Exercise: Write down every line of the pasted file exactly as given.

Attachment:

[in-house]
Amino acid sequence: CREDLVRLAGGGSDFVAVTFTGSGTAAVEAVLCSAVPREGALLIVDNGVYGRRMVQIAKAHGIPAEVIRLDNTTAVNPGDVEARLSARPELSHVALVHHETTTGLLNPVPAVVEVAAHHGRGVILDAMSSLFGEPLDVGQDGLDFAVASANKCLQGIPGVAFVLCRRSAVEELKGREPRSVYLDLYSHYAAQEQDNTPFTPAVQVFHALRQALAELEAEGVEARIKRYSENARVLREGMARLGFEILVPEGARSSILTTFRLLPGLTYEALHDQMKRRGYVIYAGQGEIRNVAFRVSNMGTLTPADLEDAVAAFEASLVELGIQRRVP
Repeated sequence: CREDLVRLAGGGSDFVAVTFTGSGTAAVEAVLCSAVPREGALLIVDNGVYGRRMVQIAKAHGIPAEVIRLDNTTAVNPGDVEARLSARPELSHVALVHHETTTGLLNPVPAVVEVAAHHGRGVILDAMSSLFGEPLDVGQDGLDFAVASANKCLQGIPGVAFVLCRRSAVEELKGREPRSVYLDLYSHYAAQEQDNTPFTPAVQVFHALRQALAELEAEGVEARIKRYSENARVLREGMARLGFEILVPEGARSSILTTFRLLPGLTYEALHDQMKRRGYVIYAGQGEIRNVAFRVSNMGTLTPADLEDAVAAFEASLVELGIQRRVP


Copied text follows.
[in-house]
Amino acid sequence: CREDLVRLAGGGSDFVAVTFTGSGTAAVEAVLCSAVPREGALLIVDNGVYGRRMVQIAKAHGIPAEVIRLDNTTAVNPGDVEARLSARPELSHVALVHHETTTGLLNPVPAVVEVAAHHGRGVILDAMSSLFGEPLDVGQDGLDFAVASANKCLQGIPGVAFVLCRRSAVEELKGREPRSVYLDLYSHYAAQEQDNTPFTPAVQVFHALRQALAELEAEGVEARIKRYSENARVLREGMARLGFEILVPEGARSSILTTFRLLPGLTYEALHDQMKRRGYVIYAGQGEIRNVAFRVSNMGTLTPADLEDAVAAFEASLVELGIQRRVP
Repeated sequence: CREDLVRLAGGGSDFVAVTFTGSGTAAVEAVLCSAVPREGALLIVDNGVYGRRMVQIAKAHGIPAEVIRLDNTTAVNPGDVEARLSARPELSHVALVHHETTTGLLNPVPAVVEVAAHHGRGVILDAMSSLFGEPLDVGQDGLDFAVASANKCLQGIPGVAFVLCRRSAVEELKGREPRSVYLDLYSHYAAQEQDNTPFTPAVQVFHALRQALAELEAEGVEARIKRYSENARVLREGMARLGFEILVPEGARSSILTTFRLLPGLTYEALHDQMKRRGYVIYAGQGEIRNVAFRVSNMGTLTPADLEDAVAAFEASLVELGIQRRVP